BATH, Maine — A prosecutor told jurors he intends to show that a Jeep driver involved in a fatal Halloween-themed hayride crash knew the brakes were defective, but the defense contends maintenance wasn’t the driver’s responsibility and the brake failure couldn’t have been anticipated.
David Brown disregarded the risk that driving a Jeep with weak brakes could cause serious bodily injury, Androscoggin County deputy district attorney James Andrews said Thursday. Defense lawyer Allan Lobozzo told jurors the Jeep could safely pull the hay wagon and the brake failure was sudden and catastrophic.
More than 20 passengers were hurt in the October 2014 crash, and 17-year-old Cassidy Charette, of Oakland, was killed.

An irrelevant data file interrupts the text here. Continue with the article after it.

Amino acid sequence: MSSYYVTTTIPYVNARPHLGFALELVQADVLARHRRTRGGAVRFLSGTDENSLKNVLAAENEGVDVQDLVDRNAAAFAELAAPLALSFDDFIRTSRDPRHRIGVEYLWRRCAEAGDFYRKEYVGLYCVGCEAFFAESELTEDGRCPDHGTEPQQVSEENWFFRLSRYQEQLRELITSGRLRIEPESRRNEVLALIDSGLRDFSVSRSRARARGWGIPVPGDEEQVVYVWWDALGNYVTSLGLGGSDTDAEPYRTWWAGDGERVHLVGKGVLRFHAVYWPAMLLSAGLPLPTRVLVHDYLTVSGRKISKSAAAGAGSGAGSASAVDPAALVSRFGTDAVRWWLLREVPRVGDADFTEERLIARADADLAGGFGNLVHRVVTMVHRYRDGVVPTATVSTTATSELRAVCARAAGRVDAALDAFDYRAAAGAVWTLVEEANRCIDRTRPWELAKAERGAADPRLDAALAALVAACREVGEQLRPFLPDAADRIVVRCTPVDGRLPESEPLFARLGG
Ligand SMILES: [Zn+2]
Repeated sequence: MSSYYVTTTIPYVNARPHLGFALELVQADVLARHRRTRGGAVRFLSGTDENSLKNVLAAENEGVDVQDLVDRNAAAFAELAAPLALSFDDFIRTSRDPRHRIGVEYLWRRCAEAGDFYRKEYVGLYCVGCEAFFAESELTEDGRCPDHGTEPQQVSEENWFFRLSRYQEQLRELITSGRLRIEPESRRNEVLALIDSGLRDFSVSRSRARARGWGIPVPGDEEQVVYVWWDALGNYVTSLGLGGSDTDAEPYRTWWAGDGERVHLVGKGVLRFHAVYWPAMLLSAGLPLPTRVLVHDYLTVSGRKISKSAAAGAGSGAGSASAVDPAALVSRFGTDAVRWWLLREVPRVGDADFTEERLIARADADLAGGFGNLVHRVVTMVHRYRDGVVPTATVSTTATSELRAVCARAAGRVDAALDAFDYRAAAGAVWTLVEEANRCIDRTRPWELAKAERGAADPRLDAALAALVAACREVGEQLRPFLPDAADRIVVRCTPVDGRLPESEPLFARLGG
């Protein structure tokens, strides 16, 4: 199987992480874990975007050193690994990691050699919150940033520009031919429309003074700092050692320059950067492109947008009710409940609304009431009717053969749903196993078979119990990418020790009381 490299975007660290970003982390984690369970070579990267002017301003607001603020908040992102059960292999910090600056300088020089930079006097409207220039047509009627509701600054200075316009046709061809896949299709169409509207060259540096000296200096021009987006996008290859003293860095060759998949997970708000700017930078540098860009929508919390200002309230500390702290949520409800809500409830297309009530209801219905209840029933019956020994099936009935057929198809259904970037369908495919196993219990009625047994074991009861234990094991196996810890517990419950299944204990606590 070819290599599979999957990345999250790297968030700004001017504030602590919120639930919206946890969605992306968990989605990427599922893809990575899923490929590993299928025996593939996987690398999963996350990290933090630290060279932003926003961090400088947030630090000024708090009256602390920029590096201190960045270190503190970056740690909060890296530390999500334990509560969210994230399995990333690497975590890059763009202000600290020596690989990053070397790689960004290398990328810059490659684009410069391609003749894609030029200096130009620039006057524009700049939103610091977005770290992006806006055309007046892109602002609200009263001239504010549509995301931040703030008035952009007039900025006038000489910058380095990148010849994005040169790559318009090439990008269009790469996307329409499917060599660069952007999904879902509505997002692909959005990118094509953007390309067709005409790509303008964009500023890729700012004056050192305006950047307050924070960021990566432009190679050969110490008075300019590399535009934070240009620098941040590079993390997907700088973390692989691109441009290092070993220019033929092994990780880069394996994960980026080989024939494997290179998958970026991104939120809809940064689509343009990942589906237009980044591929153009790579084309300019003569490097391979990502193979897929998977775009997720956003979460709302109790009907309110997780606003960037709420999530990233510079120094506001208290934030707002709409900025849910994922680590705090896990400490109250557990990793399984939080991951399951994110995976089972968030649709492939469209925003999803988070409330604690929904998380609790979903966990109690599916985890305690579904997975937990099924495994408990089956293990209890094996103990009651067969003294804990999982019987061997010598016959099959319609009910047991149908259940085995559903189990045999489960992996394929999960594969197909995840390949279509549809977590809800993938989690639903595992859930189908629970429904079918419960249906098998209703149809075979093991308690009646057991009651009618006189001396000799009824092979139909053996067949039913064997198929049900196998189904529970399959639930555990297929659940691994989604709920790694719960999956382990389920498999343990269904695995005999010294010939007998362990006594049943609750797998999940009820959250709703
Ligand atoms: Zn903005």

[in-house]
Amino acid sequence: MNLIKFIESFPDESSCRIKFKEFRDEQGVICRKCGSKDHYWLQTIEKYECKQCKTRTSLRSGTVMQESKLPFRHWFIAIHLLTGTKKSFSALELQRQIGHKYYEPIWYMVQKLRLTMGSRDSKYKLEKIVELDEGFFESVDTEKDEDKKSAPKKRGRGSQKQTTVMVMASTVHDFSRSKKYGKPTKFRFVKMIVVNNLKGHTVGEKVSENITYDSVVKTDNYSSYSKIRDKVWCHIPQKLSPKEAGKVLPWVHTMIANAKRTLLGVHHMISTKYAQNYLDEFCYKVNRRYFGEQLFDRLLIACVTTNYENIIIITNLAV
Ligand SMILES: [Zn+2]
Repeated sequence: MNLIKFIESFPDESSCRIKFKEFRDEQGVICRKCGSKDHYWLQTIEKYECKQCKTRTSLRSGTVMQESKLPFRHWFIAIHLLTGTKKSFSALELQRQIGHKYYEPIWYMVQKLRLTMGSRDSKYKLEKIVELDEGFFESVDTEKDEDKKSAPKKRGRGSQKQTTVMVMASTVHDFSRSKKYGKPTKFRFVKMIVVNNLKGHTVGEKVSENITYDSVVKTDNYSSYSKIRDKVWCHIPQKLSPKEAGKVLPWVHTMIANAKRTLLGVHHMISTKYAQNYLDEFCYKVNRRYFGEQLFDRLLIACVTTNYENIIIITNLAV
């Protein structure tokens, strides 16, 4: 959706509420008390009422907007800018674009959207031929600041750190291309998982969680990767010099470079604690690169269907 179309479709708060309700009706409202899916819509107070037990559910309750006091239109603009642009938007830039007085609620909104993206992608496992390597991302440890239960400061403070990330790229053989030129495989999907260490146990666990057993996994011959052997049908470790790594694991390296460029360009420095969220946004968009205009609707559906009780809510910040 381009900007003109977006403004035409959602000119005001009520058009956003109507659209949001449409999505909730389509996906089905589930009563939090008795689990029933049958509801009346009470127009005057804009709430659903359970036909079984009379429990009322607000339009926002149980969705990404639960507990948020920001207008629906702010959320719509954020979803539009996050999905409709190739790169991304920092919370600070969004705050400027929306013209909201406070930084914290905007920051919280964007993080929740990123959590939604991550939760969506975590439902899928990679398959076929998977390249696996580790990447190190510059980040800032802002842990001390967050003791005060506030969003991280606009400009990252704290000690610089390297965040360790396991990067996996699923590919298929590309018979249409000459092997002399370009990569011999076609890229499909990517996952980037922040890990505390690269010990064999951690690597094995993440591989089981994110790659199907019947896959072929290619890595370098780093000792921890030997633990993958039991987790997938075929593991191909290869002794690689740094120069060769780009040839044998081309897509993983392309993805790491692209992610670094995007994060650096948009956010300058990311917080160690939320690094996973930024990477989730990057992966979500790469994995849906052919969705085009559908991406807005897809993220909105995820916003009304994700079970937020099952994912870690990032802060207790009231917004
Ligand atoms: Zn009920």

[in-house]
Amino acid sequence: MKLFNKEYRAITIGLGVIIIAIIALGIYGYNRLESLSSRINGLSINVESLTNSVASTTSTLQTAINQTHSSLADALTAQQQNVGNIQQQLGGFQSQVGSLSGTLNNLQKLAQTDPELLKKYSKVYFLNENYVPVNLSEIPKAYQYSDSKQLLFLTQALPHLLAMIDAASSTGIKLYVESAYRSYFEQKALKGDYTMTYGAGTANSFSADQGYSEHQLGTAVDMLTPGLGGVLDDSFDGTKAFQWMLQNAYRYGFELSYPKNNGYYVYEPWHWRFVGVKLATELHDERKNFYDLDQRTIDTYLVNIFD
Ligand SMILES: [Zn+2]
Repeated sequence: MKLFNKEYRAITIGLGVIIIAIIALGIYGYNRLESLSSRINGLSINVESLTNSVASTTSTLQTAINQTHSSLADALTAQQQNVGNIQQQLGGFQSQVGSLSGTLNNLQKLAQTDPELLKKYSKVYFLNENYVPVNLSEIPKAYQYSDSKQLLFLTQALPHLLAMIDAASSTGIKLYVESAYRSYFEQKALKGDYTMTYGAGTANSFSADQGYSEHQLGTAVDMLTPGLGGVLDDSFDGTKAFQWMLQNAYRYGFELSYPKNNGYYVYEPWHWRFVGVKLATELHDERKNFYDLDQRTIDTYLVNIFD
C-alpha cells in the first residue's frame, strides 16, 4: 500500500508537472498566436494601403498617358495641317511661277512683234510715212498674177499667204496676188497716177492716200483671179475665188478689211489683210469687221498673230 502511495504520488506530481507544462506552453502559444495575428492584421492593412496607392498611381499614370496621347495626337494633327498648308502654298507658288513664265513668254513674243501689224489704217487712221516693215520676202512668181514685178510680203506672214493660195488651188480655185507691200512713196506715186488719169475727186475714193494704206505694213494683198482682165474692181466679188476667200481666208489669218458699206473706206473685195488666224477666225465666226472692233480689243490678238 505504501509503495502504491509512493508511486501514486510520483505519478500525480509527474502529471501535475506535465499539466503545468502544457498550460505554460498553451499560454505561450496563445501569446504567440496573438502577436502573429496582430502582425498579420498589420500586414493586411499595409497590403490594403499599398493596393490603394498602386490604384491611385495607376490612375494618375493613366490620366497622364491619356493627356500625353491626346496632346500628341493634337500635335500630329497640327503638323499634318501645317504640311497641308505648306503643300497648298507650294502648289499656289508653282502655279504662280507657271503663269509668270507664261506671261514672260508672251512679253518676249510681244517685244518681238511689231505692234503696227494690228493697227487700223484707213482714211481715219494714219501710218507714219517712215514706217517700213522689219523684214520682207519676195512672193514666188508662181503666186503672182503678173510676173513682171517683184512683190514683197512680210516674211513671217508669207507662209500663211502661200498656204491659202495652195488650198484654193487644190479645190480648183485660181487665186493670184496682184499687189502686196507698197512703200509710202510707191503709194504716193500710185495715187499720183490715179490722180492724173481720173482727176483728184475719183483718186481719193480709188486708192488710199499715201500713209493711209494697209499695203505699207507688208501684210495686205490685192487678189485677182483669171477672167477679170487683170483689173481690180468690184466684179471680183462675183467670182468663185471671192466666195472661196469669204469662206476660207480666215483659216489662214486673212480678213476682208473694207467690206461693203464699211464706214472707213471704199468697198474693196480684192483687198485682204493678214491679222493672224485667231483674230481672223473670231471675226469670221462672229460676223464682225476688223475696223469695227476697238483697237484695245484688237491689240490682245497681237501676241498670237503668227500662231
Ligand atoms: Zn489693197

Brown and a mechanic were charged with reckless conduct, a misdemeanor. A grand jury also indicted Harvest Hill Farms, where the haunted hayride took place. All have pleaded not guilty.
The Gauntlet Night Ride of Horror featured a hay wagon pulled by a 1979 Jeep. The wagon careened out of control after the Jeep’s brakes failed, and riders were tossed into trees. Brown was among the injured.
The case was being tried in Superior Court in Sagahadoc County after the defense attorney raised concerns about Brown’s ability to get a fair trial in Androscoggin County, where the Harvest Hill Farms was located in the town of Mechanic Falls. The Harvest Hill Farms property was sold at an auction for $1 million in July after owner Peter Bolduc’s corporation filed for bankruptcy.
Charette’s family has filed a wrongful-death lawsuit that names Bolduc and Brown. The lawsuit doesn’t seek a specific dollar amount in damages.